From the Principal

No Silver Bullet

In this, the age of great change and scientific achievements, we have become so used to great strides forward that we seem to have developed a sense that for every problem there must be a silver bullet or miracle cure. And if there isn’t, there should be!

This can lead to single incidents quickly become crises in people’s minds and then they tend to catastrophise.

Catastrophize (British catastrophise). VERB. View or present a situation as considerably worse than it actually is. Oxford Living Dictionary.

Another alternative is that when, when a silver bullet is not immediately produced, some people become outraged. Note the term “immediately”.

The fact is making things better sometimes takes time, effort and perseverance, things that do not make great media bites in our current 24 hour news cycle.

When SCAS first made the Top 100 schools in the Higher School Certificate, I was asked by other principals how we did it, so they could copy our success. My answer that Year 12 success begins several years before the actual sitting of the examinations was not appreciated by those who wanted a simple answer and the key to immediate HSC success.

So, when the media actually tells a story of perseverance, determination and a process that took years, not minutes, to achieve its goals and it is about a school, my interest is piqued.

The Age/Sydney Morning Herald reported a story about a school in Narre Warren, titled ‘A big ship to turn around’: The school that changed course. (Anna Prytz).

Here is the story of a school facing great challenges in terms of socio-economic disadvantage and failure, turning itself around to become a benchmark school, offering an example of educational change for the better.

No magic bullet, no instant success. This process took over three years!

Not only is the story inspiring, it tells us much about how a school can be excellent if you set out to do the right things (the things that really make a difference), work hard at making them part of your culture, and not giving up.

It felt good just reading it. Imagine how the community around that school must feel!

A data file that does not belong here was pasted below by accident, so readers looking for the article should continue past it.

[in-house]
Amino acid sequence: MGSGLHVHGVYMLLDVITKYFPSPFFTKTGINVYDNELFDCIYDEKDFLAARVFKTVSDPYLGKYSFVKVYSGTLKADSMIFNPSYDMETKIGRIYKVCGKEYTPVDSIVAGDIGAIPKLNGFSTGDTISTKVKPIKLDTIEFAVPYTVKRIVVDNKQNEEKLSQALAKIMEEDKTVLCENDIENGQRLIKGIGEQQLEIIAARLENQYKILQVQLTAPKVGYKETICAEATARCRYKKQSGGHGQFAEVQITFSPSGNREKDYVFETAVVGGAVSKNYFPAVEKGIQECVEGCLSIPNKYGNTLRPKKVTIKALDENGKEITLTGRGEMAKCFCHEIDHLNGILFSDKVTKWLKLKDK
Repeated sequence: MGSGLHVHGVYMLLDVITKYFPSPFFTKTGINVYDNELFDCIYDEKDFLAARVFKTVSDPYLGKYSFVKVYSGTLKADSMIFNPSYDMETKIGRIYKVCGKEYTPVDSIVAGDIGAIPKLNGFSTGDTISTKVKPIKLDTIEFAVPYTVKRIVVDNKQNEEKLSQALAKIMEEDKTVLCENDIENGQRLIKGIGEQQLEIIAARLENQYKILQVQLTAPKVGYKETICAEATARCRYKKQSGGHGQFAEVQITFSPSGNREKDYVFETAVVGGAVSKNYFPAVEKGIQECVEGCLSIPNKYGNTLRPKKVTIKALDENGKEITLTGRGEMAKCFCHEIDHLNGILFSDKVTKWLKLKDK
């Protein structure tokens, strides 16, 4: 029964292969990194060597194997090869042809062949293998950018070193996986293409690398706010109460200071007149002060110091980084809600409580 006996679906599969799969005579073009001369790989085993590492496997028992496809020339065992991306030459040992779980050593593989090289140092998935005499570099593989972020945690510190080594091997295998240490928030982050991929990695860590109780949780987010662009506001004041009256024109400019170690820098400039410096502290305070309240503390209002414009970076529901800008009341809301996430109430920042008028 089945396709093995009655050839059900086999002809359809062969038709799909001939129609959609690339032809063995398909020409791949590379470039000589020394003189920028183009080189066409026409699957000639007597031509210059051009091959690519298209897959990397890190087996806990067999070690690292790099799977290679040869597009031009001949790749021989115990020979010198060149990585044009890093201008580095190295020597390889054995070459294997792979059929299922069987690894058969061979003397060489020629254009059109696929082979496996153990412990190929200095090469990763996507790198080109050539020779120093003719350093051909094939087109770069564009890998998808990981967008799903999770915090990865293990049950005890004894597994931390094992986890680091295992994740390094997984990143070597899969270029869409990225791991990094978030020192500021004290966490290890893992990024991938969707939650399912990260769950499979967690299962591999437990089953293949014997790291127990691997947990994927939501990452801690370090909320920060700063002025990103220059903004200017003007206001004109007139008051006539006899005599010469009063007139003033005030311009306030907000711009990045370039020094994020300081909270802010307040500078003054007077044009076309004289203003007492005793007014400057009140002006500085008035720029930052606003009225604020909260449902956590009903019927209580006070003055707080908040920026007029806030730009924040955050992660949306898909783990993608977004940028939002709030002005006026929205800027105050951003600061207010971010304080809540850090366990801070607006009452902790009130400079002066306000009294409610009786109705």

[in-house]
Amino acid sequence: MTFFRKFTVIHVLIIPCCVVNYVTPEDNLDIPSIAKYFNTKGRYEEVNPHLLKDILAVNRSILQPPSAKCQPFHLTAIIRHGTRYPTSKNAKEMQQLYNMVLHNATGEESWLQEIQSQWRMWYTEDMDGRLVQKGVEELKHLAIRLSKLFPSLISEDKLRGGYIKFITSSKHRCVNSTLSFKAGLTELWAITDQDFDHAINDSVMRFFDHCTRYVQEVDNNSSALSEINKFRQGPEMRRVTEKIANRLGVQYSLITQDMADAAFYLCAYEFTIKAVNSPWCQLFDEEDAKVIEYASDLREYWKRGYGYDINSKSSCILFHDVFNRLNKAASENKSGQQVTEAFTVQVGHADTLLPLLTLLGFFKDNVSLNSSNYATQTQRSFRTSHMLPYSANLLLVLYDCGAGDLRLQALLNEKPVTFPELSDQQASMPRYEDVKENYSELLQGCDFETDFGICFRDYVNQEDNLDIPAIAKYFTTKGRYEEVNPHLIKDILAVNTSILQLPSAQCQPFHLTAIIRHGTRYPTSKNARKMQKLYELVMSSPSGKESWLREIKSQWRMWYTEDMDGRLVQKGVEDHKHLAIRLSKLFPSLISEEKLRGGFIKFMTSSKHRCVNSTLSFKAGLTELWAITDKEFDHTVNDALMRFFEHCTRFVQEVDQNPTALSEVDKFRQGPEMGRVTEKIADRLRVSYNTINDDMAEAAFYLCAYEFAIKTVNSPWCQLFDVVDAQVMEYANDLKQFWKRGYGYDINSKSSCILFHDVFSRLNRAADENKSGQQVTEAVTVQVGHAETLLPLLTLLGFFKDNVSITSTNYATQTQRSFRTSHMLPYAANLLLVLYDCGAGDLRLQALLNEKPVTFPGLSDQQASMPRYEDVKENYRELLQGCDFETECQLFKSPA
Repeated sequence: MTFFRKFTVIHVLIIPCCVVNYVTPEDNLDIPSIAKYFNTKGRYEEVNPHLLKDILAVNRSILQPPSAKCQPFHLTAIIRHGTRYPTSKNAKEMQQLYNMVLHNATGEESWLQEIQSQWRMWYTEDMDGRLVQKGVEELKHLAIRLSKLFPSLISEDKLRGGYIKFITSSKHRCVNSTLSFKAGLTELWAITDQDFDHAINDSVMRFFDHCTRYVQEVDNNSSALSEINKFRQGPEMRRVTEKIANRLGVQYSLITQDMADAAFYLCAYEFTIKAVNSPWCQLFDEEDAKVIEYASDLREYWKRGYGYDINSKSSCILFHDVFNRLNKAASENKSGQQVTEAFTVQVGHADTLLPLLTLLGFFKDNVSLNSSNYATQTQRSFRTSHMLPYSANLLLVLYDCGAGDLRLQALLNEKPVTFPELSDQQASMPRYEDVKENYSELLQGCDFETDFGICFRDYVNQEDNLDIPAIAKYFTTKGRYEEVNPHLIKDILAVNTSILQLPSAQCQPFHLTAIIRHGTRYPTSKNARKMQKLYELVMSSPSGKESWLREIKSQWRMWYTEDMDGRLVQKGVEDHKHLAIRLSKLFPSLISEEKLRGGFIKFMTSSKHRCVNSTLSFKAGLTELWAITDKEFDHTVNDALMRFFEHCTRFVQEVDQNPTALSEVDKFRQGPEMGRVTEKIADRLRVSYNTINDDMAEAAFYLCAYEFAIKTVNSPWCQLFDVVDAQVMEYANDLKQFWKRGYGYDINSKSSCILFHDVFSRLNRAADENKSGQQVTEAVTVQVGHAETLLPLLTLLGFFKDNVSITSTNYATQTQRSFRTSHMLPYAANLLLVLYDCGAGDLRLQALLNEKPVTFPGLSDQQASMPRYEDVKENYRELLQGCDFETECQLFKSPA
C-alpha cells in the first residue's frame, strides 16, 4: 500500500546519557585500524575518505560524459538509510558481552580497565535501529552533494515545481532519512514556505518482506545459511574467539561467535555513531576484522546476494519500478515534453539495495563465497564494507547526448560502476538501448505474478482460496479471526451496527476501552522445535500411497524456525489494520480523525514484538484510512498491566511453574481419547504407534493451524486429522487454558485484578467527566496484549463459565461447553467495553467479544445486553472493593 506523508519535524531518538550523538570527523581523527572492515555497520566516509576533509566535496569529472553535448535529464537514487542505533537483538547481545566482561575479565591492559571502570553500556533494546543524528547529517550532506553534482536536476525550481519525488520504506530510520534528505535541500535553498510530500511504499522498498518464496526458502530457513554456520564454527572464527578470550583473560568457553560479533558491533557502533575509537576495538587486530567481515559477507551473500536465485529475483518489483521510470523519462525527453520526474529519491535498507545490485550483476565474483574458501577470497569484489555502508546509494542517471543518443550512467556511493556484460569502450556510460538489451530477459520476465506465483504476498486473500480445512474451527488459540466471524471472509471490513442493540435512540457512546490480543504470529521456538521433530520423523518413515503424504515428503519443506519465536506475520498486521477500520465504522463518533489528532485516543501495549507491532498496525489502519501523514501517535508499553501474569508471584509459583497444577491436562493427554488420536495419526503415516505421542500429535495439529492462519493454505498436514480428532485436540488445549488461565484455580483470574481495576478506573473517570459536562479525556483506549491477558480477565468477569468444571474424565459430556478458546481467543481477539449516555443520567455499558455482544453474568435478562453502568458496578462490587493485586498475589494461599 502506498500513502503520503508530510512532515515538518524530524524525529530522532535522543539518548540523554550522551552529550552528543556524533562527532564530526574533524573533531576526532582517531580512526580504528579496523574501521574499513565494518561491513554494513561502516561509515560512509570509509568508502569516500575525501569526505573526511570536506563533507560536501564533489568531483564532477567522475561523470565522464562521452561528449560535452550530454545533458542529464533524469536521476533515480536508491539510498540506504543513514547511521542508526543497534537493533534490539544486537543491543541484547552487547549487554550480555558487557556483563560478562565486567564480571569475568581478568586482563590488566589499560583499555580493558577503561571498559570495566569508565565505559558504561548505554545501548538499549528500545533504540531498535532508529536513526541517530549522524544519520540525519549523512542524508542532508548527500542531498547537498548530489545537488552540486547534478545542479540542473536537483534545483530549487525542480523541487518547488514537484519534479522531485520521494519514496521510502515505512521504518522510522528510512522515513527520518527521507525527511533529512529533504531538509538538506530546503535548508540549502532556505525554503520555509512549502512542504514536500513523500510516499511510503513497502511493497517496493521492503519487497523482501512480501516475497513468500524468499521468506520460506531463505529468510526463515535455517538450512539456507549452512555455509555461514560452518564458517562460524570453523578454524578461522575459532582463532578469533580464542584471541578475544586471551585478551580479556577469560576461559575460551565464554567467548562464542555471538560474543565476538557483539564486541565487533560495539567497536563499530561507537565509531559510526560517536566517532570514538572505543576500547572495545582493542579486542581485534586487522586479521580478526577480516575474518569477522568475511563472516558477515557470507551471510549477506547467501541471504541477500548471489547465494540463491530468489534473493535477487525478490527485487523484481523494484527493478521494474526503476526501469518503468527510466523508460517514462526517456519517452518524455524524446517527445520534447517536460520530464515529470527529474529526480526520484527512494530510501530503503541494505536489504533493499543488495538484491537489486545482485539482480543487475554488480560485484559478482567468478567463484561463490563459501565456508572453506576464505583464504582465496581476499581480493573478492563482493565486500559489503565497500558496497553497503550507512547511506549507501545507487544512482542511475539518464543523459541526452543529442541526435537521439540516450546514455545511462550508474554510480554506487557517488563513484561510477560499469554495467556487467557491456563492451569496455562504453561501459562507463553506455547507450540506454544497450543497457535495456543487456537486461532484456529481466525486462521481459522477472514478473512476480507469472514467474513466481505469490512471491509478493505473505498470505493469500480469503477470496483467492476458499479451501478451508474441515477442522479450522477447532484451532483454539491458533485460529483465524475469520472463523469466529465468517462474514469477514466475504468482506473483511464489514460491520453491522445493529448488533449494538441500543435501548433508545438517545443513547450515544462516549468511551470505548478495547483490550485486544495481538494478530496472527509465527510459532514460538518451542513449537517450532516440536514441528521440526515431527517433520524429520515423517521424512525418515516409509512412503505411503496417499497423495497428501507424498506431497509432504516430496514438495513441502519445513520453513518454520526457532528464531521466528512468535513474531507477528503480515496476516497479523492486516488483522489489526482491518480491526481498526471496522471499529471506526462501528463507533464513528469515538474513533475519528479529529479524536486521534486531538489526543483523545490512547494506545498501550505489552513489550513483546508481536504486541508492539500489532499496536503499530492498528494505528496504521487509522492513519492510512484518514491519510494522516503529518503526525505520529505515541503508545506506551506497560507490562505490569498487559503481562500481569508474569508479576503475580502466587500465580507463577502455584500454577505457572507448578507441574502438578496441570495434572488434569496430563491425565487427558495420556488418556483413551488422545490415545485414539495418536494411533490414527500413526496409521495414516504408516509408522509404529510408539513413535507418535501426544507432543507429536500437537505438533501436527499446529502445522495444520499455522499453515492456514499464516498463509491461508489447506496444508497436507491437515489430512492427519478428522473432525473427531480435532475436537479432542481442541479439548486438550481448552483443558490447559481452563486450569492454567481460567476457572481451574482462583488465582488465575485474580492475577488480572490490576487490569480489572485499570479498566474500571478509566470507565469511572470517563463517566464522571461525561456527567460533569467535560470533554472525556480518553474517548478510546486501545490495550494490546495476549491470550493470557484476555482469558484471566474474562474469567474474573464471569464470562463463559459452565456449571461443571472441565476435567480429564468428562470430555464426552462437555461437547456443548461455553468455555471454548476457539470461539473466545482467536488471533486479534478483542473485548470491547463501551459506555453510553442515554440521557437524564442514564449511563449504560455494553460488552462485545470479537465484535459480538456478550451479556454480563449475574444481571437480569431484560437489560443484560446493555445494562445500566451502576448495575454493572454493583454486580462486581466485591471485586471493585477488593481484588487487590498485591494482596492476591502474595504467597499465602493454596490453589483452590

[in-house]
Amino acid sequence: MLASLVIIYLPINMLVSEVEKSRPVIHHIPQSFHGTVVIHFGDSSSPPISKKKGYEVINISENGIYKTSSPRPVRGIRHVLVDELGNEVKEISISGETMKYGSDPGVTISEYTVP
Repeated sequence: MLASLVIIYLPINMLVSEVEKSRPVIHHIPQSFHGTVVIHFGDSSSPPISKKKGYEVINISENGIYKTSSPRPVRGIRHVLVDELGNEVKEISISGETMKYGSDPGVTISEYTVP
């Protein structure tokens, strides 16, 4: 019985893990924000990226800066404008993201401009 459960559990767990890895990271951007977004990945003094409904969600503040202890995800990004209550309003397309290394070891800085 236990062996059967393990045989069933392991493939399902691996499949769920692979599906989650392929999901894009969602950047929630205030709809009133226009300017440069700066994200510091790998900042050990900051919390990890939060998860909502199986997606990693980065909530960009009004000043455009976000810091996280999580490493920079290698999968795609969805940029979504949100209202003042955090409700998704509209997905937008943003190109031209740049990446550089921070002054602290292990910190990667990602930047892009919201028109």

Though we are not in the same state – geographically, economically, culturally or environmentally – as the school in the article, there are some affirming insights to be found in their success for St Columba and its community. For me these are:

  • Self reflection → Look at what the problems are and make sure you are not falling into the habit of responding to issues with knee-jerk reactions but constantly working to identify and address the real problems.
  • Change what doesn’t work → If you’ve always done it this way and it isn’t working, change it!
  • Ensuring all staff teach in the same way so as to give students stability and help kids whose behaviour was disruptive → Teachers’ capacity and desire to teach the way they want can sometimes lead to inconsistency and leave gaps in learning. While we honour the originality, skills and passion of our teachers, the School’s responsibility to ensure consistent professional delivery of teaching and learning (particularly in the basics like literacy and numeracy), student safety and supporting positive socialisation trump individual concerns.
  • A safe place → We have to do our best to make the school a safe place for students (and staff). That means not only managing physical dangers but taking steps to make our school a place where students feel safe from physical and psychological nastiness and where teachers are protected from parents who overstep the mark and take advocacy for their child into the realm of outrage, threat and even bullying.

A comment in the article actually summarises the key to what we are trying to achieve here at SCAS: